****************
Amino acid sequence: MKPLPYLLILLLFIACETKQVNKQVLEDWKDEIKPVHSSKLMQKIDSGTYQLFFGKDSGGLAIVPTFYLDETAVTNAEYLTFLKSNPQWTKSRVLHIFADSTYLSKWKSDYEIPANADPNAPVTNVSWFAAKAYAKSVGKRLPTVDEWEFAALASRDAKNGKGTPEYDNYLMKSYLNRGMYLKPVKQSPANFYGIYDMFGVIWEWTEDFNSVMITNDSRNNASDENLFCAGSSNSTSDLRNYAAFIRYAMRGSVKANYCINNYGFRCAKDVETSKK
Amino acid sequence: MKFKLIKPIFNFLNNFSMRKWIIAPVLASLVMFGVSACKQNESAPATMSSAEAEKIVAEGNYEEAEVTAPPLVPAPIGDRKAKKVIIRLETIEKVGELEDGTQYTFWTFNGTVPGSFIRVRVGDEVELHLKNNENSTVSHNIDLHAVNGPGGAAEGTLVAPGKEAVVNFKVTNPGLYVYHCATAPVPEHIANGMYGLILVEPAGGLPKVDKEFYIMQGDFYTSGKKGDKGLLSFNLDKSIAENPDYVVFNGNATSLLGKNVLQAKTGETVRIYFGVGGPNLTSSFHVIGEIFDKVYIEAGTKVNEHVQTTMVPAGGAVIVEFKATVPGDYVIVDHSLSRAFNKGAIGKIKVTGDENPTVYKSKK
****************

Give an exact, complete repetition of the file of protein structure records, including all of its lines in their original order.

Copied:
Amino acid sequence: MKPLPYLLILLLFIACETKQVNKQVLEDWKDEIKPVHSSKLMQKIDSGTYQLFFGKDSGGLAIVPTFYLDETAVTNAEYLTFLKSNPQWTKSRVLHIFADSTYLSKWKSDYEIPANADPNAPVTNVSWFAAKAYAKSVGKRLPTVDEWEFAALASRDAKNGKGTPEYDNYLMKSYLNRGMYLKPVKQSPANFYGIYDMFGVIWEWTEDFNSVMITNDSRNNASDENLFCAGSSNSTSDLRNYAAFIRYAMRGSVKANYCINNYGFRCAKDVETSKK
Amino acid sequence: MKFKLIKPIFNFLNNFSMRKWIIAPVLASLVMFGVSACKQNESAPATMSSAEAEKIVAEGNYEEAEVTAPPLVPAPIGDRKAKKVIIRLETIEKVGELEDGTQYTFWTFNGTVPGSFIRVRVGDEVELHLKNNENSTVSHNIDLHAVNGPGGAAEGTLVAPGKEAVVNFKVTNPGLYVYHCATAPVPEHIANGMYGLILVEPAGGLPKVDKEFYIMQGDFYTSGKKGDKGLLSFNLDKSIAENPDYVVFNGNATSLLGKNVLQAKTGETVRIYFGVGGPNLTSSFHVIGEIFDKVYIEAGTKVNEHVQTTMVPAGGAVIVEFKATVPGDYVIVDHSLSRAFNKGAIGKIKVTGDENPTVYKSKK